Max begins to search for Treves, and he meets all the kinds of people you expect to meet behind the lines of an ideological war. We get the Communists, some of whom are solid and somewhat cynical veterans, some of whom are hypocritical bureaucrats; we get the soldiers of fortune who joined the International Brigades to fight for “freedom” (whatever they defined that freedom to be); we get the fifth columnists who are plotting to help Franco take the city; we get the press, who range from the hardened veterans to the idealistic neophytes.
Max falls in with some of the journalists and begins a flirtation with Claire, a Belgian reporter. She and Max form a good team for a book like this, because she can become the reader’s entrance into this world and can speak the opinions that we might have. Max, as a veteran of the war, has a point of view a bit beyond us, but through Claire, we can come to learn about his experiences and how they have changed him. As Max and Claire head from Barcelona to the Ebro front and back in the search for Treves, Giardino puts them into contact with all sorts of people, a nice cross-section of Spanish/Republican/Communist society. This becomes a portrait of the way the war had transformed Spain, and we see a good deal of through Max’s and Claire’s eyes.
That’s not to say it’s a documentary of life in Civil War Spain. It’s an adventure story, as Max is looking for a man who ran afoul of the authorities and falls under suspicion himself. There are several different groups of men interested in Max, from those who think he’s a spy for Franco to those who think he’s a spy for the Communists. There are intrigues swirling around him, and Giardino sets his ideology – that finding Treves, who’s a friend, is more important than the war – against those who believe this is a life-or-death struggle between two opposite political systems. Giardino brings the story down to a human level, and subtly makes this a tragedy about the Spanish people, many of whom didn’t think the Soviet-backed Communists were any better than the Nazi-backed Falangists. Max becomes their voice, as he manages to navigate among the many groups arrayed against him, none of whom want him to find out the truth about Treves. Treves himself becomes a symbol of the war – nobody wants to dig too deeply to find out what happened to him, because it would make too many people uncomfortable. But Max doesn’t care about what he digs up along with the truth about Treves – he just wants to find out what happened to his friend. As he does so, it becomes a thrilling trip through Catalonia, with battles being fought and people trying to kill Max.
Giardino’s art is magnificent, too. I suppose it’s “Fine Line,” and it feels very European – not that there’s anything wrong with that! He does a wonderful job creating this world of war-torn Spain, from the rubble that lies casually around the streets of the towns to the hard-bitten landscape of the country over which the troops fight. His characters are great, too – of course we know the principals very well, but there are also characters who disappear for pages at a time but who are so distinctive we recognize them immediately when they return. The people look real, too, in that they’re not exaggerated in any way, and they’re not ridiculously gorgeous. They just look like actual people, and therefore their reactions and expressions are real. This is a book that relies on characters reacting to the war and what it does to others, but they rarely express themselves obviously, and so we have to look closely at Max and Claire to watch as they try to keep it together while the war gets more intrusive. Giardino does a good job keeping these emotions within the context of the comic, so that it doesn’t become overly sentimental. When the art calls for action, Giardino does a good job with that, as well. Despite being a soldier, Max feels out of his element, so the action scenes are more like we would expect, with people aiming poorly, bombs missing their targets, and almost random violence affecting bystanders.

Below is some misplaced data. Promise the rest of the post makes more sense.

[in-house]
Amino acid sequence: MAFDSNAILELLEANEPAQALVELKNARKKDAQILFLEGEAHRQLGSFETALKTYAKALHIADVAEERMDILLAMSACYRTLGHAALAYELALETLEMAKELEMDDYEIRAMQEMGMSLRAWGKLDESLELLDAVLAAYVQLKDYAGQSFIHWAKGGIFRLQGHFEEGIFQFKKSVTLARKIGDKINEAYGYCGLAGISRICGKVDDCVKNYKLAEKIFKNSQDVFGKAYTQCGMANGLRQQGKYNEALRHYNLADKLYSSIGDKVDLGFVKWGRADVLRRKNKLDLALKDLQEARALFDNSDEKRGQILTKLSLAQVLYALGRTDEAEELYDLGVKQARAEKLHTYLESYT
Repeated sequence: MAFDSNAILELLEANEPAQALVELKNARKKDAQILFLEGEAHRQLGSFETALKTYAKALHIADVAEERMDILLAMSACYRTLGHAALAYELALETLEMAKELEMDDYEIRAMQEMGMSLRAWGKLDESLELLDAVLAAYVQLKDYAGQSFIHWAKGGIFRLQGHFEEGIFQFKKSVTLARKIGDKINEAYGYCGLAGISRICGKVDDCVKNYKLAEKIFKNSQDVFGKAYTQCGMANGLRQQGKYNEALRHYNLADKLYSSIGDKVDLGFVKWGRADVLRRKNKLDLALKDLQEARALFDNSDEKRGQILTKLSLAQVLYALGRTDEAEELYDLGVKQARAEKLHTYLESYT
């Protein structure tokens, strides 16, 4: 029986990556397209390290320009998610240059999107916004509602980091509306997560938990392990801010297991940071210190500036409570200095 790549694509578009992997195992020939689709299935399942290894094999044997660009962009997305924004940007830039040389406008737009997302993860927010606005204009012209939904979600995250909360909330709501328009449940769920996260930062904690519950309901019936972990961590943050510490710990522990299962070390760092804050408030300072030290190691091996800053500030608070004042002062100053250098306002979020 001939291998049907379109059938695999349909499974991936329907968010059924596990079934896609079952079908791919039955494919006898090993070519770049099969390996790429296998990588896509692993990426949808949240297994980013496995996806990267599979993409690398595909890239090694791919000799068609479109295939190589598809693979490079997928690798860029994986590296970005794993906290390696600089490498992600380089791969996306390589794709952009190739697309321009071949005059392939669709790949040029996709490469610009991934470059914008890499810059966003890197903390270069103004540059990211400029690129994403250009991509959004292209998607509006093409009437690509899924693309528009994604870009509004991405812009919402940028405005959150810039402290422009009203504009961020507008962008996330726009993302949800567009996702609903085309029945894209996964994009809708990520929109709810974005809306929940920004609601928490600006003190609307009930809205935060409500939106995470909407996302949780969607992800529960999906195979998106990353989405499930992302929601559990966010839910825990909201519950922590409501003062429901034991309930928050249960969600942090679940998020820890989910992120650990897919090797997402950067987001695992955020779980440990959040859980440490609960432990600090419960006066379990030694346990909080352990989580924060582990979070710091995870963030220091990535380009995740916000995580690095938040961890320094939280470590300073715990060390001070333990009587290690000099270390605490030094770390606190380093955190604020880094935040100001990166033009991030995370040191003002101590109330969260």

This comic is in the grand tradition of war stories that aren’t necessarily set on the front, but show how war affects all aspects of life in a country. It reminded me of Casablanca and The Third Man, and more recent movies like The Year of Living Dangerously (okay, not that recent, but within my lifetime, at least) and Welcome to Sarajevo. If you like those kinds of movies, you’ll probably like No Pasarán! It’s exciting, thoughtful, melancholy, hopeful, and beautiful to look at. I just wish I had been able to read it a year ago.
Tomorrow: The Grumpy British Bastard! But which one?????